Enough with this gobbledygook already. X is what it is right now, just like any other NLE. Apple has already delivered on all it’s promised upgrades. Whatever direction the software will take in the future is pure speculation. The argument that it’s too new to be judged on it’s own merits contradicts the idea that it should be taken seriously right now – you can’t have it both ways.
FCPX may one day get to use control surfaces or it may not, nothing about FCP Legend’s development is in any way a predictor of this outcome.
To understand more about the logic of predictions I would recommend “The Signal and the Noise” by Nate Silver. You might become a little less sure of what you think is coming down the pike.
nothin’ attached to nothin’
“Deciding the spine is the process of editing” F. Bieberkopf
January 28, 2013 at 3:24 pm
Bill – I rarely use an outboard control surface , for the most part I just use the software mixer built into FCP since I think version 2 or 3……
using your metric we are at version 7 for FCPx….but that’s not the point….virtually every NLE has an automation mixer built in the software….it’s simply too clunky and time consuming mixing subtle nat sound and music peaks and valleys with a key frame pen tool – that’s X (ten) giant steps backward.
The rest of FCP X is useful but the audio is a deal breaker for every day use
N. Bethesda, Maryland 20852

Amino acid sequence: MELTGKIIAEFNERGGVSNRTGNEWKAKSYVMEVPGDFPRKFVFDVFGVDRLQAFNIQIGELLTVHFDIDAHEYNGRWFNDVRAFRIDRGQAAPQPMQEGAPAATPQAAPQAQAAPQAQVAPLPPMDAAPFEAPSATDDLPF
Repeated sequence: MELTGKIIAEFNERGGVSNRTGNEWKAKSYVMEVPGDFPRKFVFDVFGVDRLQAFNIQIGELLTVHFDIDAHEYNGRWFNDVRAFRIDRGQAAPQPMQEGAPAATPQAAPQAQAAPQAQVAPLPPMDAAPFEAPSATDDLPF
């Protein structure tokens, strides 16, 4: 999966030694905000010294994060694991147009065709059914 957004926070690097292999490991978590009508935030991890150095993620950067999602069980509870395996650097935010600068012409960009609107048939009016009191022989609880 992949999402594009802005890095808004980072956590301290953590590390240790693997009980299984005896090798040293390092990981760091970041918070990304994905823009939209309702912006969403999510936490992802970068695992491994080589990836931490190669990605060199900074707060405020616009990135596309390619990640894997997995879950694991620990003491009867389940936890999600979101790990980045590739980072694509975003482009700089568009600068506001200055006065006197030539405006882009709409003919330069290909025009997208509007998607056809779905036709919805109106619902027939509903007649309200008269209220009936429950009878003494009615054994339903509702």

January 28, 2013 at 5:26 pm
[Andy Field] “virtually every NLE has an automation mixer built in the software….it’s simply too clunky and time consuming mixing subtle nat sound and music peaks and valleys with a key frame pen tool – that’s X (ten) giant steps backward.”
To be fair, though, Pr’s mixer is track and not clip based, so the automation is only useful on a locked picture.
January 28, 2013 at 9:08 pm
I certainly remember condescending attitudes from some Avid stalwarts but I also remember antagonistic remarks from some FCP flag wavers too. I doubt long time Avid users liked being called dinosaurs that soon will be put out to pasture (pardon my mixed metaphors) any more than FCP users liked being chided that they settled on FCP because they couldn’t afford a ‘real’ NLE. As Chris alluded to a similar rift has appeared between FCP Legend and FCP X and unfortunately the irony is lost on some people (on both sides of the isle).
[Brett Sherman] “For my workflow, it’s just not the best choice at this point.”
And ultimately this is what it all boils down to in the end. Not all workflows and personal preferences can be accommodated by one tool.
January 28, 2013 at 10:18 pm
[Andrew Kimery] “And ultimately this is what it all boils down to in the end. Not all workflows and personal preferences can be accommodated by one tool.”
This is absolutely true.
It’s also true that the smart technology user will also notice what the best current tool is that is available today to fit their working style – AND which tools are on the ascendence and which are descending.
We all know FCP-Legacy is on a glide slope to oblivion.
Apple clearly sees X ascending to replace it it as their premier editing tool and are developing it as such. Lets face it, they didn’t prioritize putting XML back in to appeal to the casual home editors.
AVID and Premier are working extremely hard to adapt their more traditional editing approaches to the new realities of a modern, file-based world and making great progress doing that.
So the race remains in full chase.
Fun to watch!
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Bill Davis’ LACPUG demo on Multicam…